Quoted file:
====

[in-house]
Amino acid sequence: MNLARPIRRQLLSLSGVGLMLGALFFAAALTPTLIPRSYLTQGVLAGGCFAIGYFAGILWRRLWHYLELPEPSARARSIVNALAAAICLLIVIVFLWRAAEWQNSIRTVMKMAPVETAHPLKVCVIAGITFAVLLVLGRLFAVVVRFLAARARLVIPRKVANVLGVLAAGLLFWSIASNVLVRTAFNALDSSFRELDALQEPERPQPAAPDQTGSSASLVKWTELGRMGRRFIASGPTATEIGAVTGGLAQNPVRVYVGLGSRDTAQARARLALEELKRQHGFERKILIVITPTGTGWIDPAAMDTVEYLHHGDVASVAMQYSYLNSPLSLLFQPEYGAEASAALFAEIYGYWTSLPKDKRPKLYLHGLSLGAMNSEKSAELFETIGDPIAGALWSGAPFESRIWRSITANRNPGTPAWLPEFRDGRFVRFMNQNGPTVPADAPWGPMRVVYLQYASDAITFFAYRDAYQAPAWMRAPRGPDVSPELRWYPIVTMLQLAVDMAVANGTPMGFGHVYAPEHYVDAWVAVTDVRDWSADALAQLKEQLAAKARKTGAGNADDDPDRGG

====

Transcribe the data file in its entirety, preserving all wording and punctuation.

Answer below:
[in-house]
Amino acid sequence: MNLARPIRRQLLSLSGVGLMLGALFFAAALTPTLIPRSYLTQGVLAGGCFAIGYFAGILWRRLWHYLELPEPSARARSIVNALAAAICLLIVIVFLWRAAEWQNSIRTVMKMAPVETAHPLKVCVIAGITFAVLLVLGRLFAVVVRFLAARARLVIPRKVANVLGVLAAGLLFWSIASNVLVRTAFNALDSSFRELDALQEPERPQPAAPDQTGSSASLVKWTELGRMGRRFIASGPTATEIGAVTGGLAQNPVRVYVGLGSRDTAQARARLALEELKRQHGFERKILIVITPTGTGWIDPAAMDTVEYLHHGDVASVAMQYSYLNSPLSLLFQPEYGAEASAALFAEIYGYWTSLPKDKRPKLYLHGLSLGAMNSEKSAELFETIGDPIAGALWSGAPFESRIWRSITANRNPGTPAWLPEFRDGRFVRFMNQNGPTVPADAPWGPMRVVYLQYASDAITFFAYRDAYQAPAWMRAPRGPDVSPELRWYPIVTMLQLAVDMAVANGTPMGFGHVYAPEHYVDAWVAVTDVRDWSADALAQLKEQLAAKARKTGAGNADDDPDRGG